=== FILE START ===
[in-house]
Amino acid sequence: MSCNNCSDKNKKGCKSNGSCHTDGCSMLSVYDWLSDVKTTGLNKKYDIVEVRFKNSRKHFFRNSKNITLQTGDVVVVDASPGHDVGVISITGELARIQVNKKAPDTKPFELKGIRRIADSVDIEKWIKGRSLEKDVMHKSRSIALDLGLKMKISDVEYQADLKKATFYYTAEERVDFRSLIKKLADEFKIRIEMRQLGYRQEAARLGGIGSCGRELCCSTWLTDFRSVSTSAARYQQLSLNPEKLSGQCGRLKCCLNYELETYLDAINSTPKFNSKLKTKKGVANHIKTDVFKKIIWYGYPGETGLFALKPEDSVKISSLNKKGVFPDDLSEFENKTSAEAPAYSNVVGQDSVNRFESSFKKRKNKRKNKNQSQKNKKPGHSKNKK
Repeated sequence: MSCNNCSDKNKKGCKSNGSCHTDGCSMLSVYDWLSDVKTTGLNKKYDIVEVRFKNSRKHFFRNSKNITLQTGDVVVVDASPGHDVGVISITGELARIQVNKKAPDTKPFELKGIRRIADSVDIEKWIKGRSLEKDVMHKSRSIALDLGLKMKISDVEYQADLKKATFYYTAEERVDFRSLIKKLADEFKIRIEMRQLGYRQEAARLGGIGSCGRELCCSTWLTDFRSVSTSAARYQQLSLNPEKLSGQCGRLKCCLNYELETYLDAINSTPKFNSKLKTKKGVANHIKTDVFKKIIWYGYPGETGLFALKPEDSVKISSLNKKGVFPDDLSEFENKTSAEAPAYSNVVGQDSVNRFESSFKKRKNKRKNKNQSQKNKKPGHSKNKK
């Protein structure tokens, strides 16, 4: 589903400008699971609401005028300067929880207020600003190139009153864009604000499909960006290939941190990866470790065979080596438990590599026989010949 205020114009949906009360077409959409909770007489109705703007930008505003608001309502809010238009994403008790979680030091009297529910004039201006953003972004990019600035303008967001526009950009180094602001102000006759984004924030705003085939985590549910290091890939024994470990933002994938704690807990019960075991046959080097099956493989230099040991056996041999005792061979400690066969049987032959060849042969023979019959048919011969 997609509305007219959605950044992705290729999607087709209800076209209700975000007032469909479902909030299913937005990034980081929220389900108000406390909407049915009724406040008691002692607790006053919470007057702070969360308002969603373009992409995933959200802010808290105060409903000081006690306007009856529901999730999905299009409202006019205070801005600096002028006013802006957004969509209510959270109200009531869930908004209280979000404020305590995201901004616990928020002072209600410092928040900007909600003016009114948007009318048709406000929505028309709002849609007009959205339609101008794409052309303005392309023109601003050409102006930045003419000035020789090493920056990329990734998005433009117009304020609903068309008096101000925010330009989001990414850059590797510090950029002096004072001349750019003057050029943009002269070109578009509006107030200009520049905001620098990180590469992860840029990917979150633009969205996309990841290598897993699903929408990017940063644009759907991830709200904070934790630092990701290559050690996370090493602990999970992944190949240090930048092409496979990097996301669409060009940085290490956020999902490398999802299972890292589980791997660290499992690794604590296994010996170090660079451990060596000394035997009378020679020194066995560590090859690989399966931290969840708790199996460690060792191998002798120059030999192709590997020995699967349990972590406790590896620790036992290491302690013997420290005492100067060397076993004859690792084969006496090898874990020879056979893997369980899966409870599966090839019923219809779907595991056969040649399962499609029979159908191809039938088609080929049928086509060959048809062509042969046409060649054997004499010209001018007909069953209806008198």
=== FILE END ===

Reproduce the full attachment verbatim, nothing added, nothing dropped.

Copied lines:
[in-house]
Amino acid sequence: MSCNNCSDKNKKGCKSNGSCHTDGCSMLSVYDWLSDVKTTGLNKKYDIVEVRFKNSRKHFFRNSKNITLQTGDVVVVDASPGHDVGVISITGELARIQVNKKAPDTKPFELKGIRRIADSVDIEKWIKGRSLEKDVMHKSRSIALDLGLKMKISDVEYQADLKKATFYYTAEERVDFRSLIKKLADEFKIRIEMRQLGYRQEAARLGGIGSCGRELCCSTWLTDFRSVSTSAARYQQLSLNPEKLSGQCGRLKCCLNYELETYLDAINSTPKFNSKLKTKKGVANHIKTDVFKKIIWYGYPGETGLFALKPEDSVKISSLNKKGVFPDDLSEFENKTSAEAPAYSNVVGQDSVNRFESSFKKRKNKRKNKNQSQKNKKPGHSKNKK
Repeated sequence: MSCNNCSDKNKKGCKSNGSCHTDGCSMLSVYDWLSDVKTTGLNKKYDIVEVRFKNSRKHFFRNSKNITLQTGDVVVVDASPGHDVGVISITGELARIQVNKKAPDTKPFELKGIRRIADSVDIEKWIKGRSLEKDVMHKSRSIALDLGLKMKISDVEYQADLKKATFYYTAEERVDFRSLIKKLADEFKIRIEMRQLGYRQEAARLGGIGSCGRELCCSTWLTDFRSVSTSAARYQQLSLNPEKLSGQCGRLKCCLNYELETYLDAINSTPKFNSKLKTKKGVANHIKTDVFKKIIWYGYPGETGLFALKPEDSVKISSLNKKGVFPDDLSEFENKTSAEAPAYSNVVGQDSVNRFESSFKKRKNKRKNKNQSQKNKKPGHSKNKK
């Protein structure tokens, strides 16, 4: 589903400008699971609401005028300067929880207020600003190139009153864009604000499909960006290939941190990866470790065979080596438990590599026989010949 205020114009949906009360077409959409909770007489109705703007930008505003608001309502809010238009994403008790979680030091009297529910004039201006953003972004990019600035303008967001526009950009180094602001102000006759984004924030705003085939985590549910290091890939024994470990933002994938704690807990019960075991046959080097099956493989230099040991056996041999005792061979400690066969049987032959060849042969023979019959048919011969 997609509305007219959605950044992705290729999607087709209800076209209700975000007032469909479902909030299913937005990034980081929220389900108000406390909407049915009724406040008691002692607790006053919470007057702070969360308002969603373009992409995933959200802010808290105060409903000081006690306007009856529901999730999905299009409202006019205070801005600096002028006013802006957004969509209510959270109200009531869930908004209280979000404020305590995201901004616990928020002072209600410092928040900007909600003016009114948007009318048709406000929505028309709002849609007009959205339609101008794409052309303005392309023109601003050409102006930045003419000035020789090493920056990329990734998005433009117009304020609903068309008096101000925010330009989001990414850059590797510090950029002096004072001349750019003057050029943009002269070109578009509006107030200009520049905001620098990180590469992860840029990917979150633009969205996309990841290598897993699903929408990017940063644009759907991830709200904070934790630092990701290559050690996370090493602990999970992944190949240090930048092409496979990097996301669409060009940085290490956020999902490398999802299972890292589980791997660290499992690794604590296994010996170090660079451990060596000394035997009378020679020194066995560590090859690989399966931290969840708790199996460690060792191998002798120059030999192709590997020995699967349990972590406790590896620790036992290491302690013997420290005492100067060397076993004859690792084969006496090898874990020879056979893997369980899966409870599966090839019923219809779907595991056969040649399962499609029979159908191809039938088609080929049928086509060959048809062509042969046409060649054997004499010209001018007909069953209806008198």